We present the case of a 20 months old boy with developmental delay and chromosomal abnormality, who presented with a history of chronic aspiration. He was found to have a laryngeal cleft, which was injected with Prolaryn, then formally repaired, twice. Despite an initial a negative swallow study, the patient had persistent aspiration. A repeat direct laryngoscopy and bronchoscopy finally revealed the presence of an H-type tracheoesophageal fistula (TEF). We describe here the steps of the surgical repair of an H-type tracheoesophageal fistula.
A direct laryngoscopy and bronchoscopy was initially performed. The fistula was identified again at the mid-portion of the posterior membranous trachea. A 3 French Fogerty catheter was passed through the opening. The patient was intubated. A flexible gastro-esophageal endoscopy was performed and the catheter was seen entering the esophagus. The catheter was grasped and taken out the mouth. This catheter would help with easier identification of the fistulous tract during the repair, and may possibly avoid a sternotomy by pulling the tract upwards.
A left-sided supra-clavicular incision was performed. Dissection was carried through the sub-cutaneous tissues. Sub-platysmal flaps were raised. The sternocleidomastoid muscle and as well as the straps were retracted laterally. The recurrent laryngeal nerve along the right side was identified and preserved. The trachea and the esophagus were then traced distally. The tracheal esophageal groove was identified with separation of the esophagus from the trachea using gentle blunt dissection. With traction on the Fogarty catheter, the fistulous tract was identified. Using a right angle, the tract was then encircled with a vessel loop. 4-0 Vicryl stay sutures were placed above and below the fistula on the esophagus. The Fogarty catheter was then removed. The tract was transected with electrocautery. The esophagus was repaired with interrupted 4-0 Vicryl sutures. The membranous portion of the trachea was then repaired using interrupted 5-0 PDS sutures. Both repairs were tension-free. Saline was introduced into the wound and the lungs were inflated to a pressure of 30 cm of water with no evidence of air leak from the tracheal repair. The right strap muscles were then mobilized and transected cranially. Evicel was then placed over the tracheal and esophageal suture lines. The strap muscle flap was then rotated and interposed between the tracheal and esophageal suture lines, in a tension-free fashion. The neck wound closed in a regular fashion.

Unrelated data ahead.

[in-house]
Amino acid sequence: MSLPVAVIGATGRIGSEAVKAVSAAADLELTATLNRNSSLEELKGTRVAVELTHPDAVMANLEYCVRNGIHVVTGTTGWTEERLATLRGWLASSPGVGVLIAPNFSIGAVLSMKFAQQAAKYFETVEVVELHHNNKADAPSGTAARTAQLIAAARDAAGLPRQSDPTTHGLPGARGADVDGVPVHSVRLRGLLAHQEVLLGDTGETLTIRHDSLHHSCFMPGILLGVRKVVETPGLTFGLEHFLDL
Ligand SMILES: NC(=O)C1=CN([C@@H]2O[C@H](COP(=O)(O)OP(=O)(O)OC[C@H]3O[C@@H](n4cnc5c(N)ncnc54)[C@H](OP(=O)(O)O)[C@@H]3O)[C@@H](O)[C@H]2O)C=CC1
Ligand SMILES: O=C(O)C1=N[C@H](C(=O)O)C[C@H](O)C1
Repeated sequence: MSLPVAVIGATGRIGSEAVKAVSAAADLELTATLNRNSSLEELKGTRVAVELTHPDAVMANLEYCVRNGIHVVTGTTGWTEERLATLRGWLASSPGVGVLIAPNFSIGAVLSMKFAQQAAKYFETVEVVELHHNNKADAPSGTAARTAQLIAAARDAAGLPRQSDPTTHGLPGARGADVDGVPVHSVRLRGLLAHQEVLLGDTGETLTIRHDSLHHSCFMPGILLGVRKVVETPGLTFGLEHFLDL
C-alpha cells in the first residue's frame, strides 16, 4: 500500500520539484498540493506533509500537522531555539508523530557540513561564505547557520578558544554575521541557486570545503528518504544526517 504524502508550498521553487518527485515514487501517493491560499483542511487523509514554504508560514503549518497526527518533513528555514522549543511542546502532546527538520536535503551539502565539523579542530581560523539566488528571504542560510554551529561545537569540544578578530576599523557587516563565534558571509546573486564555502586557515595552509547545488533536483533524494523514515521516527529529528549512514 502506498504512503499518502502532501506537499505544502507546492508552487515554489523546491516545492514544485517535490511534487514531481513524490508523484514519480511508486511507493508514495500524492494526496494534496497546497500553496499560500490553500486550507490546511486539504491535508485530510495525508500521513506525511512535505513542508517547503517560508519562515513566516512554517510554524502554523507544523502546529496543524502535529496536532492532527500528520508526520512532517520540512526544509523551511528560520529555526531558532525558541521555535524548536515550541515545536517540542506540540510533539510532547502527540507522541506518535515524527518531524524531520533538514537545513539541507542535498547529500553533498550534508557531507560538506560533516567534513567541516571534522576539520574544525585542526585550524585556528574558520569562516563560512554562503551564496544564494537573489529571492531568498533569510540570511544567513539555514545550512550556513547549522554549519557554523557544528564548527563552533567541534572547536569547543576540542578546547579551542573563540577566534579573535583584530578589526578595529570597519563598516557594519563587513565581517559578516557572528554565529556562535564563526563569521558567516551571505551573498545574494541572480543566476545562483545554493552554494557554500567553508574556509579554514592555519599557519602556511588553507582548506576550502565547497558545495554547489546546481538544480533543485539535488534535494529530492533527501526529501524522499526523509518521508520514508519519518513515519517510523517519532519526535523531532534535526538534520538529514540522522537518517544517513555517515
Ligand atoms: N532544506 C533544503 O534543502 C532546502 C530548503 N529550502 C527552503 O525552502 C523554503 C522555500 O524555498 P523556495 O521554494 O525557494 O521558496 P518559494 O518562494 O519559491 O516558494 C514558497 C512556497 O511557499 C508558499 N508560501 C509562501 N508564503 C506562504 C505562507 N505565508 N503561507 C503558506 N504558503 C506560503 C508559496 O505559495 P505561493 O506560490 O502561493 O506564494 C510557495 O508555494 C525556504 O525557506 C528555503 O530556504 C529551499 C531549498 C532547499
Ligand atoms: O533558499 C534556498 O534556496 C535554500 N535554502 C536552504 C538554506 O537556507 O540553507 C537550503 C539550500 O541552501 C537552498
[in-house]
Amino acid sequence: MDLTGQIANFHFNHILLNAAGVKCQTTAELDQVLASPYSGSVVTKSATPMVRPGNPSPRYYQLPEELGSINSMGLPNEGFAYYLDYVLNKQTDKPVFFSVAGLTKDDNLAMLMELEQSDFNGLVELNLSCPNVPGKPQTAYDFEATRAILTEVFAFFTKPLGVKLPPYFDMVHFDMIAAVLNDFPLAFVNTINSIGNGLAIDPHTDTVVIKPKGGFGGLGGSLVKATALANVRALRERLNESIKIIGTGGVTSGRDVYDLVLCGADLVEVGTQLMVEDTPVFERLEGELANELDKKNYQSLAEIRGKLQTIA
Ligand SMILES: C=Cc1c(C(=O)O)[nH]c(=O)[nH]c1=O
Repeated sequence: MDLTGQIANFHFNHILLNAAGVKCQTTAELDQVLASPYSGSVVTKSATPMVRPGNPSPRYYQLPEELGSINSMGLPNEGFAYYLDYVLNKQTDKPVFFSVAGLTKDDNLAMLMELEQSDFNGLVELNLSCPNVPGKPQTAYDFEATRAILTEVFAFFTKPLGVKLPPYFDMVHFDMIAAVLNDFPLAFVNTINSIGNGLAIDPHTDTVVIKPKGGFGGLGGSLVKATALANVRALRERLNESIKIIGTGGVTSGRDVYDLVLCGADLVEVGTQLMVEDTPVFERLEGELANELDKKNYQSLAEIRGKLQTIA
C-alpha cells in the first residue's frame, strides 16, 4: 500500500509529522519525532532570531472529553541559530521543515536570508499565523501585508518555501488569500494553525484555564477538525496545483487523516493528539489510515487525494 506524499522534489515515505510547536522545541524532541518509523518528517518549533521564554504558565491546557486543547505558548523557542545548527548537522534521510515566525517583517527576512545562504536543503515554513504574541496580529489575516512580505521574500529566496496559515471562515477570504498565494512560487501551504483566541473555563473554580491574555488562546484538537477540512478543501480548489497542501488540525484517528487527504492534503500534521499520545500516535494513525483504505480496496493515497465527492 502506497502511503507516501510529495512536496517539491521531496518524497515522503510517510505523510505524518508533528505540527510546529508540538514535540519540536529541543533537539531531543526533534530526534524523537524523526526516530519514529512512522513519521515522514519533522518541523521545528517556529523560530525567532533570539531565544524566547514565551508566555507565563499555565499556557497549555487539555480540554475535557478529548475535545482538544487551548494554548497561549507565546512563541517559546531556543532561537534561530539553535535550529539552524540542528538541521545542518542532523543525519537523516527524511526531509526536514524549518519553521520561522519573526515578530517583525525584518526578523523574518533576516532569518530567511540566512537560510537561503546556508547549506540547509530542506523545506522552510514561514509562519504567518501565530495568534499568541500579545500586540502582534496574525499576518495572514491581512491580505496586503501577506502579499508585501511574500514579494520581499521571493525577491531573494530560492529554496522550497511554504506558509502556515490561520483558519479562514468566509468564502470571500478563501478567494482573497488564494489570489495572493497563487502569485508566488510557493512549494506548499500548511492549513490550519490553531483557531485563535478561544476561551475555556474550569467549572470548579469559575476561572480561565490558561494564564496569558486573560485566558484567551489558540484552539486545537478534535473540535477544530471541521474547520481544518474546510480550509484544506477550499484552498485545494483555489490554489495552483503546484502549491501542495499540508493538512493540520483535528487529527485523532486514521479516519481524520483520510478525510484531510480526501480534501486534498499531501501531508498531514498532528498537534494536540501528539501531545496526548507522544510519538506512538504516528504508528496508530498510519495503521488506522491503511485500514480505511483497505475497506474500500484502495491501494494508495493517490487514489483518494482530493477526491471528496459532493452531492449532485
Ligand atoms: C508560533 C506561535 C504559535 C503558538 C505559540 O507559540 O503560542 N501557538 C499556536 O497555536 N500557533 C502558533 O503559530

Evidence of tracheoesophageal fistula either through esophagram, or direct laryngoscopy and bronchoscopy/esophagoscopy, in a patient with chronic aspiration.
Poor surgical candidacy
Patient laid supine.
After DLB and GI endoscopy, the patient is prepped and draped from the mentum to the upper chest. A shoulder roll is placed. Oral cavity should remain accessible for possible tracheoscopy, and for the removal of the Fogerty catheter when the fistula is isolated and ready to be divided.
1. CXR: gastric distention may be suggestive.
2. Swallow study/esophagram: very likely to miss H-type TEF, due to oblique orientation of the fistulous tract.
3. Tube injection esophagram: while in prone position, contrast material is inected in mid-esophagus through nasogastric tube. More likely to identify H-type fistula than regular esophagram.
4. Bronchoscopy/esophagoscopy. Fistula may very sublte and could also be missed during tracheoscopy.
Most H-type fistulas at or above level of T2 may be resected through a trans-cervical approach.
Short recovery. High success rate.
Trans-cervical approach may not be adequate for low fistulas.